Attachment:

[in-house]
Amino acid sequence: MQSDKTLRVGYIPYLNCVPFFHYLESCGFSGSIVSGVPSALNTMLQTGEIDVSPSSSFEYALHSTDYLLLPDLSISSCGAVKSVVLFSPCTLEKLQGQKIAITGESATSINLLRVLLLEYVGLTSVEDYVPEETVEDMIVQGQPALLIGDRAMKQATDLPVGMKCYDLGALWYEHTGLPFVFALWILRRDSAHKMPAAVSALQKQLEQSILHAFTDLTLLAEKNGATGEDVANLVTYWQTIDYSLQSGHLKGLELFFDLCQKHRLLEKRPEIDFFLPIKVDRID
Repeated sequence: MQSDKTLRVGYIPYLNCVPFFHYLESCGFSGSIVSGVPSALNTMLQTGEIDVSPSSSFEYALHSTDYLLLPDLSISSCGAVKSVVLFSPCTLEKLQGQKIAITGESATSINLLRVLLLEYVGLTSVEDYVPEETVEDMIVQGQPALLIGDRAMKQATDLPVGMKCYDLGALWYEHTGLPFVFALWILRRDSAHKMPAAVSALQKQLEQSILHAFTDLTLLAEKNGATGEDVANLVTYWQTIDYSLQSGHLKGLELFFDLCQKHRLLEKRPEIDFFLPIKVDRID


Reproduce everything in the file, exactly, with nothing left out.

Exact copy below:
[in-house]
Amino acid sequence: MQSDKTLRVGYIPYLNCVPFFHYLESCGFSGSIVSGVPSALNTMLQTGEIDVSPSSSFEYALHSTDYLLLPDLSISSCGAVKSVVLFSPCTLEKLQGQKIAITGESATSINLLRVLLLEYVGLTSVEDYVPEETVEDMIVQGQPALLIGDRAMKQATDLPVGMKCYDLGALWYEHTGLPFVFALWILRRDSAHKMPAAVSALQKQLEQSILHAFTDLTLLAEKNGATGEDVANLVTYWQTIDYSLQSGHLKGLELFFDLCQKHRLLEKRPEIDFFLPIKVDRID
Repeated sequence: MQSDKTLRVGYIPYLNCVPFFHYLESCGFSGSIVSGVPSALNTMLQTGEIDVSPSSSFEYALHSTDYLLLPDLSISSCGAVKSVVLFSPCTLEKLQGQKIAITGESATSINLLRVLLLEYVGLTSVEDYVPEETVEDMIVQGQPALLIGDRAMKQATDLPVGMKCYDLGALWYEHTGLPFVFALWILRRDSAHKMPAAVSALQKQLEQSILHAFTDLTLLAEKNGATGEDVANLVTYWQTIDYSLQSGHLKGLELFFDLCQKHRLLEKRPEIDFFLPIKVDRID